Welcome back! How was your summer? While I am sad summer break is over, I am looking forward to seeing everyone again. Fall is the season to catch up, reconnect, and make new friends. If you are in the DC area, please visit us at the shop!
Over the summer, I attended a few antiques shows - always fun and interesting! I already have quite a number of antique pottery pieces, and was lucky to find new additions to my collection of leaf dishes. The leaf form dish is very popular, and can be found in all categories of ceramics - from creamware to ironstone to majolica. They were originally made for serving hors d'oeuvres, olives, relishes, sauces, sweet meat, and bon-bons. However, I enjoy finding new ways to use these naturalistic pieces. Let me show you my collection.
While visiting a friend in the Shenandoah Valley, I found this smear-glaze leaf dish at a bric-a-brac shop nearby. It's charming as a soap dish in my bathroom. The bud vase was a gift from a client - thank you, Anne!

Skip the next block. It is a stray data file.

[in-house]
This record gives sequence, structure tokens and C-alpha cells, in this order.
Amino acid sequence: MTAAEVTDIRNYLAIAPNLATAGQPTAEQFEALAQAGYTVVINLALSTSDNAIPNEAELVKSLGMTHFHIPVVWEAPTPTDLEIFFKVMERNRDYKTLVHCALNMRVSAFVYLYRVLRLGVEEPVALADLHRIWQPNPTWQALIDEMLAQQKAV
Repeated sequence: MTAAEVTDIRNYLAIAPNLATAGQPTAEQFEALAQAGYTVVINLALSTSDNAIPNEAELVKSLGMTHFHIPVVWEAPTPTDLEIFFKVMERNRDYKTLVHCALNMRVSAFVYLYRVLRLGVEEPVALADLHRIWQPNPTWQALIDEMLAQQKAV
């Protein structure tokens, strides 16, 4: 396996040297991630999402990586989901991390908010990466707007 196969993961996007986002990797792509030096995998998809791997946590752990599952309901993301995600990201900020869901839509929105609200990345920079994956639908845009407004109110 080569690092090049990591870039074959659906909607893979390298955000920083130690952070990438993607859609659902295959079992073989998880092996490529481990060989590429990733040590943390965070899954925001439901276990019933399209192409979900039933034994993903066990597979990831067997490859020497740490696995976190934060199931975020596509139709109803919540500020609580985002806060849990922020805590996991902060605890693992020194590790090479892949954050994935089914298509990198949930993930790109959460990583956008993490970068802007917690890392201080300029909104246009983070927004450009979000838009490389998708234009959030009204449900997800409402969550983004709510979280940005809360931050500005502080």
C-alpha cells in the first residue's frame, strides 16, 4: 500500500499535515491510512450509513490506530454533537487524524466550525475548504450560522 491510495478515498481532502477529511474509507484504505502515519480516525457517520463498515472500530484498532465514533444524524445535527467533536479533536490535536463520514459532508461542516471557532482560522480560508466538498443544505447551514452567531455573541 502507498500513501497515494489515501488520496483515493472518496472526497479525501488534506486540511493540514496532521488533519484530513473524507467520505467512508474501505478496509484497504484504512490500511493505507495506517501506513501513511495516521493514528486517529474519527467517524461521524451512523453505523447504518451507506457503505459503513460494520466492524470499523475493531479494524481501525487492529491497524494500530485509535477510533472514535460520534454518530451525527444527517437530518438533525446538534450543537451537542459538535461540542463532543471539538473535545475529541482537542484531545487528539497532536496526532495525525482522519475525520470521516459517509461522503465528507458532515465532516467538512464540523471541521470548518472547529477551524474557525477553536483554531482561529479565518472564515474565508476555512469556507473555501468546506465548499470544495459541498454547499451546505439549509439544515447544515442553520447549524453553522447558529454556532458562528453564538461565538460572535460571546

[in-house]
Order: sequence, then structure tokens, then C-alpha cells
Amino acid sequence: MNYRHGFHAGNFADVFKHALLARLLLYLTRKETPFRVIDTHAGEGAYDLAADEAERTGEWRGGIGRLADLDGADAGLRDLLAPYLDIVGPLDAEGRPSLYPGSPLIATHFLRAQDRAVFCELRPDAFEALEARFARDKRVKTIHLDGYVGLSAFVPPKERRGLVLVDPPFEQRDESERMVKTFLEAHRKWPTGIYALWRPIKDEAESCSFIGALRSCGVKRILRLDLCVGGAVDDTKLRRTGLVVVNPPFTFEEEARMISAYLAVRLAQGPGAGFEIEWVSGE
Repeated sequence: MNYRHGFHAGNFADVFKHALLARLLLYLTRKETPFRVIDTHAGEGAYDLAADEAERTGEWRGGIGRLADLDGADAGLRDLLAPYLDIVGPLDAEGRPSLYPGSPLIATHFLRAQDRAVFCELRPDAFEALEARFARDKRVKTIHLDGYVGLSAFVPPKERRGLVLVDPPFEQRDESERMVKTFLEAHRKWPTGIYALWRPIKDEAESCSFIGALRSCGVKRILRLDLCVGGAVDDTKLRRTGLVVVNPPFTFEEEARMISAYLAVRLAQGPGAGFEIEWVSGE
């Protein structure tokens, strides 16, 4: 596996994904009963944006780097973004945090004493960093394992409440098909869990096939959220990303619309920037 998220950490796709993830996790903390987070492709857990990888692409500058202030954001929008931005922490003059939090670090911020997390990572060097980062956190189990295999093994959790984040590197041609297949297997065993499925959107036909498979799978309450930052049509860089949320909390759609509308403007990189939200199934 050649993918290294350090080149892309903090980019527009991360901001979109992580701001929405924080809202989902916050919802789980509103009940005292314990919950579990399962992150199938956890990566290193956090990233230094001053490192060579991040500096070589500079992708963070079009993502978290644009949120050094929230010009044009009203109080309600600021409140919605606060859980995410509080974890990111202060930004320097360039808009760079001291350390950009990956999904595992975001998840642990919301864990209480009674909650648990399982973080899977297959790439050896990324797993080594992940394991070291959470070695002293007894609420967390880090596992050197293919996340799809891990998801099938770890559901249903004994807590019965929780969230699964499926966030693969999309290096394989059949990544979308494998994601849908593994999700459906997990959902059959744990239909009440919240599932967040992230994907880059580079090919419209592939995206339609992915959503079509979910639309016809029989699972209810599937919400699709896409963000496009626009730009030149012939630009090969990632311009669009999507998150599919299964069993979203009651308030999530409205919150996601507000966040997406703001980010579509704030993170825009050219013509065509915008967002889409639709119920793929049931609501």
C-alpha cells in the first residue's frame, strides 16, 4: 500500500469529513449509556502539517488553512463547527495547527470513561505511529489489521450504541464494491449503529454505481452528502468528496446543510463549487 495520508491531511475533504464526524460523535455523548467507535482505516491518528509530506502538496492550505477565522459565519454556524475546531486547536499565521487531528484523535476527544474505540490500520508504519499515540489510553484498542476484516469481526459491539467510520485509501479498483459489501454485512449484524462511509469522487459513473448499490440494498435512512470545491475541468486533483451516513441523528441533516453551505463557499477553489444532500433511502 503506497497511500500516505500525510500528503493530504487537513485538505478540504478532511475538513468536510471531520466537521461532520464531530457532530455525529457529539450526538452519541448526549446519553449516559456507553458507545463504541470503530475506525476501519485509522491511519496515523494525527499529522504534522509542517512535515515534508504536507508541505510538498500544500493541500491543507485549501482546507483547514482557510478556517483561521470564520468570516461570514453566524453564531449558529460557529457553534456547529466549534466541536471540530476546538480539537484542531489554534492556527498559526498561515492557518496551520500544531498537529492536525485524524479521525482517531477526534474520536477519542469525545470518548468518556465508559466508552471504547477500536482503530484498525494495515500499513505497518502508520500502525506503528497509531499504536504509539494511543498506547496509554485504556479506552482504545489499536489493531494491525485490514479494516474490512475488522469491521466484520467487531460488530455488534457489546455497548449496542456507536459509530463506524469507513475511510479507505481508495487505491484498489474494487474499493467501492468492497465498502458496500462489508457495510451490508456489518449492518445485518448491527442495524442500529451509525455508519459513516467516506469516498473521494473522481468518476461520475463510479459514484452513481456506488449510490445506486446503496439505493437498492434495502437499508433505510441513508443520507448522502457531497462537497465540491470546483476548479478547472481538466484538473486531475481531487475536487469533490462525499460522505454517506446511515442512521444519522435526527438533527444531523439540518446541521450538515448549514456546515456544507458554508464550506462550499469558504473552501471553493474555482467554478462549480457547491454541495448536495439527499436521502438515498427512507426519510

Notice the little feet. BTW, I love the soaps from Santa Maria Novella. This one is their Sapone Alla Menta.
Below is another smear-glaze leaf dish from my collection. I wrote about smear-glaze pottery here.
On my Swedish Gustavian bedside table is a pair of green Majolica dishes - perfect for pocket change, etc. I found the oil portrait at an antiques shop in Switzerland 15 years ago. The oval tub is a creamware footbath from Wedgwood. The headboard is upholstered in Peter Fasano's Laundered Linen, and the 16" x 36" pillow is covered in Raoul Textile's Victoria. I like to jazz up the headboard from time to time, and here it is draped with a cashmere throw.
The little ones make great dipping dishes. That's olive oil with a sprig of rosemary - so good!
All together now! Just for fun, I gathered everyone in the dining room. The "real" foliage is scented geraniums.
Over Labor Day weekend I picked up this little Majolica leaf dish. The colors are so lively and beautiful against the Robin's Egg Blue of the Swedish secretary at our shop. Can you picture the dish holding paper clips, thumb tacks, etc?
Also at our shop is this Ca. 1860s white ironstone relish dish in the form of an acanthus leaf. The lipped-top tea table and bergere are both Swedish.
And that's my foliage display. I love this time of year, and can't wait for the real show of fall foliage.
Bye for now!